The Black Death, wars, and famines decreased the population by one-third, from seventy to fifty million. Wages rose and food prices fell. Men could establish a living for themselves earlier and their marriage age, except for merchants and professionals, dropped. As the number of young bachelors and of spinsters decreased, homosexual activity probably declined. Demographics may have been more important than clerical persecution or municipal houses of prostitution and municipal laws or royallaws, which became quite severe, often ordering castration before hanging or burning, in reducing sodomy and lesbianism during the late Middle Ages-just whendocumentation of it (such as there is) becomes more plentiful. On the other hand, urbanization not only provided anonymity and other opportunities to escape family control but produced a secular gay subculture outside monasteries. Early Modem Europe. The economic boom of the Renaissance and following period could not keep up with population expansion so that real wages fell. Bullion from the New World spurred inflation. Those unmarried inckeased, reaching almost 20 percent of the population in Spain. Pirates, sailors, merchants, and soldiers in the longer, more distant wars and voyages lived in male societies with only occasional contact with females, often through prostitution and rape, with a resultant increase in homosexuality. In the demographic boom that began in 1740 wages fell and males delayed marriage in the lower as well as in theupwardly mobile middle classes.

In England between 1550 and 1800 the age of marriage rose to 26 for males and 23 for females. The percentage of unmarried males rose to 22 but fell by 1800 to about 17; that of females rose to the low 20s. Other European countries displayed similar patterns. Between 30 and 50 percent of peasants in preindustrial Europe never married. Sons could often not afford to marry until their father retired or died, leaving one of them land.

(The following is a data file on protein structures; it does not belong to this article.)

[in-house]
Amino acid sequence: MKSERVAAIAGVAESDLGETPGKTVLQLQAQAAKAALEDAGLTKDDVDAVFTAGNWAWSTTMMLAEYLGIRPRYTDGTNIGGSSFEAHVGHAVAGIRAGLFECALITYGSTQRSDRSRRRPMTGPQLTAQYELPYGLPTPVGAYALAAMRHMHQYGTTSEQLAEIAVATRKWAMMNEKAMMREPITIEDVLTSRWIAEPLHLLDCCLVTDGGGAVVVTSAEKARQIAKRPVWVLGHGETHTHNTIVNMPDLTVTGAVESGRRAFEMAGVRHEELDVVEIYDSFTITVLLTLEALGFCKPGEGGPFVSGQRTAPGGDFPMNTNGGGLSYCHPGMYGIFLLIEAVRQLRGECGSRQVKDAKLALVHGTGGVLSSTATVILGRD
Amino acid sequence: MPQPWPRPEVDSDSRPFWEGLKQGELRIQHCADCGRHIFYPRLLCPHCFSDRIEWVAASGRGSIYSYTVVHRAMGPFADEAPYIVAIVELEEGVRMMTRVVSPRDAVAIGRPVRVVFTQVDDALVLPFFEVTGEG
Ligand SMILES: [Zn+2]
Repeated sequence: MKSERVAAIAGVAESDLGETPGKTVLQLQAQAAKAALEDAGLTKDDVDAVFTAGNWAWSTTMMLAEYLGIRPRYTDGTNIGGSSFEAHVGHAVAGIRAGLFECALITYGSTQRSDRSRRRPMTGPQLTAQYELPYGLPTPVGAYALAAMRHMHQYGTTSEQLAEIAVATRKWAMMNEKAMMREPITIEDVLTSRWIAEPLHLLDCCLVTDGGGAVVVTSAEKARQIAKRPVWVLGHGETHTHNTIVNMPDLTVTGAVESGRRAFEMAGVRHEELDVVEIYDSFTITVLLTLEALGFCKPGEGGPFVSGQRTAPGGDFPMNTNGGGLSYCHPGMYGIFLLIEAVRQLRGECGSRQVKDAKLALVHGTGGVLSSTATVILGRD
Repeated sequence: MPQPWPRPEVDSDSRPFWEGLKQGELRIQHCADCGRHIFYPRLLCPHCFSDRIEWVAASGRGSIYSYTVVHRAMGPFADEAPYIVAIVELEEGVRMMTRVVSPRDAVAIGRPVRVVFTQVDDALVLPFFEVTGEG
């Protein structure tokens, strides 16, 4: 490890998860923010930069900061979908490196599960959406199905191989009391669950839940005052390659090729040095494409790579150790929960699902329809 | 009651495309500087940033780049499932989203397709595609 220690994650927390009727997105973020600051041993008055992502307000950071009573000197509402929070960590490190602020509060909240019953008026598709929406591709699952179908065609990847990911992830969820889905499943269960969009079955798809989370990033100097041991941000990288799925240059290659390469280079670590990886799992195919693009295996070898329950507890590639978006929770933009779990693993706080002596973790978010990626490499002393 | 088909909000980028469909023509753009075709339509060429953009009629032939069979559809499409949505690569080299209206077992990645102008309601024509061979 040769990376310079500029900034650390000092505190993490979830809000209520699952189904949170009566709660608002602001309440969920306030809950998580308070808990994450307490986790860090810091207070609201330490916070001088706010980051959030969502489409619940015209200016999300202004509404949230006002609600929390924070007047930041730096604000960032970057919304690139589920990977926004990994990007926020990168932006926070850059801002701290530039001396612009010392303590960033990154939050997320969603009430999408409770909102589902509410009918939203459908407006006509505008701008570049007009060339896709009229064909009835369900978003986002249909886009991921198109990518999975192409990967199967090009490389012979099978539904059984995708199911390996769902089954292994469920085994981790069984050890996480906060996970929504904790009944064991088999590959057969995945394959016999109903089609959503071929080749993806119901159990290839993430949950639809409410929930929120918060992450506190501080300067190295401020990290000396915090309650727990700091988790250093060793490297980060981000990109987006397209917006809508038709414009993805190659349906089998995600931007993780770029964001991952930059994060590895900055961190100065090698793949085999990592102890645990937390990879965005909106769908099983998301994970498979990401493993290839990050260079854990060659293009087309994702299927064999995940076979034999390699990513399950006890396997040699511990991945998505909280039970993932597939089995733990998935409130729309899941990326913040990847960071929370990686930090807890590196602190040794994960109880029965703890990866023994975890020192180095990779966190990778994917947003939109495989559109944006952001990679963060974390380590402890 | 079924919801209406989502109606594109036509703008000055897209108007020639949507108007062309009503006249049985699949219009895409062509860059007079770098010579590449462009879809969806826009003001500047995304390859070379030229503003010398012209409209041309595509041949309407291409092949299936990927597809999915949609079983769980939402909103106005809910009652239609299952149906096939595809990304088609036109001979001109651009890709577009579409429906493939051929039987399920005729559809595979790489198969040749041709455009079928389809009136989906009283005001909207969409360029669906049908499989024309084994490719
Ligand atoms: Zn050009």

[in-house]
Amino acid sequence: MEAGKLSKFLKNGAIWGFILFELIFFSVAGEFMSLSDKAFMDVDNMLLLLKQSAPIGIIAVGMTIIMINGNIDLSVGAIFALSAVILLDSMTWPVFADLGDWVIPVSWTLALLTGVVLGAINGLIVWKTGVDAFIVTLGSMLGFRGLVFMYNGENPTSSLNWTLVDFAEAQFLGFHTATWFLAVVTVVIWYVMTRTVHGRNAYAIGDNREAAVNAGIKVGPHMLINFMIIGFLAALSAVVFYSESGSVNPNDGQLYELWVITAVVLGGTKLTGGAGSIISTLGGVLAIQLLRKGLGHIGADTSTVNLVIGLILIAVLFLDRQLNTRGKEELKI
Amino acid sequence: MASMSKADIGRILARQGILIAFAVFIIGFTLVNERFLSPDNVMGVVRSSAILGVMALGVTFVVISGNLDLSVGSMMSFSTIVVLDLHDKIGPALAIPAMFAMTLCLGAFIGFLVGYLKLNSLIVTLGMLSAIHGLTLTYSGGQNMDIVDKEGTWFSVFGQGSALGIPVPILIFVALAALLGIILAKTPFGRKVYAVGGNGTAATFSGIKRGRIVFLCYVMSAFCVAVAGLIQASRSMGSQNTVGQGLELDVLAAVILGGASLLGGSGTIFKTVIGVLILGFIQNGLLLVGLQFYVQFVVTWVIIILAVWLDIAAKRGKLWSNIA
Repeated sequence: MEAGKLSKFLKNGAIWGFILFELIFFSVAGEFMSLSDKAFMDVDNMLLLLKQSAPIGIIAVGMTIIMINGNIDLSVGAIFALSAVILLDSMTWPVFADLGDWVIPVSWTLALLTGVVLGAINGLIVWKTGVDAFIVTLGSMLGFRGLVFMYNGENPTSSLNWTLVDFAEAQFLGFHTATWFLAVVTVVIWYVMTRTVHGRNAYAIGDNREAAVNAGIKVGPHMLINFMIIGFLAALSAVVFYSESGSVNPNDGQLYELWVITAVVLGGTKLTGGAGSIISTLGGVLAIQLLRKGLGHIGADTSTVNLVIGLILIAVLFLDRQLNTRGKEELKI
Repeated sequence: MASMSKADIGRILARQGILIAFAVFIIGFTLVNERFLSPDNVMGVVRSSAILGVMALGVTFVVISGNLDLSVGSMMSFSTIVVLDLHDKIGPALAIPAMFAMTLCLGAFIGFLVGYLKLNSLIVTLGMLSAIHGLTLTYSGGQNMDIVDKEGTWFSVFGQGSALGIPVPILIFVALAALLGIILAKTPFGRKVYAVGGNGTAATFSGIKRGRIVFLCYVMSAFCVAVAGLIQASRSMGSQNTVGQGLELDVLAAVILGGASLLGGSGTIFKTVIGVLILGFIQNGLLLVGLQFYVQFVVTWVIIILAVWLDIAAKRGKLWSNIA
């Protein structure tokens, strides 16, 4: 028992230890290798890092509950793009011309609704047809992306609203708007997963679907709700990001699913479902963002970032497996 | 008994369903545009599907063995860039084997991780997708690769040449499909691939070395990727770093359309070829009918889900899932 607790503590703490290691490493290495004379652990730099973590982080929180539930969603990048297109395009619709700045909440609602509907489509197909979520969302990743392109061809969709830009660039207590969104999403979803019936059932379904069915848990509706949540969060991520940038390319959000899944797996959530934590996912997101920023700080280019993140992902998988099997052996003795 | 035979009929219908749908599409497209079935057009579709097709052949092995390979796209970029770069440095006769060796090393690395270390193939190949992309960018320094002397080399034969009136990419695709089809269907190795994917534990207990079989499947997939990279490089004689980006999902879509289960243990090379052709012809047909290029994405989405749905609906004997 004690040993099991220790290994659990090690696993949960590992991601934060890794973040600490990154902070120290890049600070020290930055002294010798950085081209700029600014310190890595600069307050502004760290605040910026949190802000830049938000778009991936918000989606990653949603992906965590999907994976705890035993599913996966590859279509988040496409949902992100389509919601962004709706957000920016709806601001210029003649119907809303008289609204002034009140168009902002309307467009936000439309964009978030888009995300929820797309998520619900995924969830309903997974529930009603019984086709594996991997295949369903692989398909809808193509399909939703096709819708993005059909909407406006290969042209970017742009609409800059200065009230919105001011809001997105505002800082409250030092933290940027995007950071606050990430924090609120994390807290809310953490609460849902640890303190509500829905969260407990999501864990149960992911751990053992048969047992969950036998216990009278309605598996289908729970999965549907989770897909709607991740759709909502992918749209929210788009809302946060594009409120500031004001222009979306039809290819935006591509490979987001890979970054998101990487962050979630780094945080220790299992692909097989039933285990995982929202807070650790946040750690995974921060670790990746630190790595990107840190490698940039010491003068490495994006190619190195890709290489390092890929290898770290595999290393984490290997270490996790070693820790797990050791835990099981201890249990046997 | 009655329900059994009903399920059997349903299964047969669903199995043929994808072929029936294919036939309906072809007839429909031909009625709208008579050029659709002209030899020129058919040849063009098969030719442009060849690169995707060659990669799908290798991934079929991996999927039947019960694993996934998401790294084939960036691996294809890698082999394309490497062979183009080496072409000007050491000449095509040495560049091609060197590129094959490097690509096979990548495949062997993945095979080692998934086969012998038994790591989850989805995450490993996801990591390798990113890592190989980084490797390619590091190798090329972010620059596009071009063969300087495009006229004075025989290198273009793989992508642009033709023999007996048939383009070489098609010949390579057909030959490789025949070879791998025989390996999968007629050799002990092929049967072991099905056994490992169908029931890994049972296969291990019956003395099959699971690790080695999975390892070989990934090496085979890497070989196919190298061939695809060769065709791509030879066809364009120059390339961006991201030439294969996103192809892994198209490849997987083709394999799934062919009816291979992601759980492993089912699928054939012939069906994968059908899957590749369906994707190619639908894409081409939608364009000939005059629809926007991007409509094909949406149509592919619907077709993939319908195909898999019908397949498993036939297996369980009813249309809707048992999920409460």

The Nineteenth Century. In nineteenth- century agrarian Ireland overpopulation meant that many "boys" (so called until marriage), could never secure and support a wife and hence did not marry. The society became obsessed with homophobia, taking that fear with them wherever they emigrated. Sicily and Southern Italy in a similar situation, however, continued the ancient Mediterranean tolerance of homosexuality, a common Catholicism notwithstanding, but the Italians tended to emigrate to American and other overseas areas after the Irish and ranked beneath them in the Church in these areas. Catholicism in English-speaking overseas areas became more homophobic than Catholicism in Latin areas.

Immigration usually loosened family and church ties. Often the first generation delayed marriage so that overseas immigrants engaged in homosexual acts as in Carolina plantations or early Virginia, and even more so in penal colonies like Georgia and Australia where males greatly outnumbered females. Puritans, however, took wives and children with them to the promised land where the unchallenged church was strengthened. Easy access to western land and the constant labor shortages even in the eastern cities, however, lowered the marriage ages in comparison with Europe, where increasing numbers in both Catholic and Protestant countries remained lifelong celibates. Upper and middle class men married in Victorian England at age 30. The American frontier, however, was populated by young males with few females in the initial phase of settlement.

Among these nineteenth-century urban celibates the homosexual emerged and was named in 1869, exclusive as opposed to the earlier sodomites who, it was assumed, would normally be married. Reaching their sexual peak later than men, women had opportunities to become lesbian at various stages of their increasingly long lives. Most men long outlived their sexual peak (in their late teens), more and more livinginto theslackening of sexual potency attendant on middle and old age. No wonder one hears so much of lesbianism after the eighteenth century and so little before.

The application of demographic principles to the study of sexual patterns is still in a pioneering stage; further investigation may shed considerable light, not only on the ~eriods discussed above, but also on contemporary developments in the Third World and elsewhere. In the absence of literary and other documentation for sexual mores in the broad mass of the population, demographic analysis may open a window into these little-known areas.
William A. Percy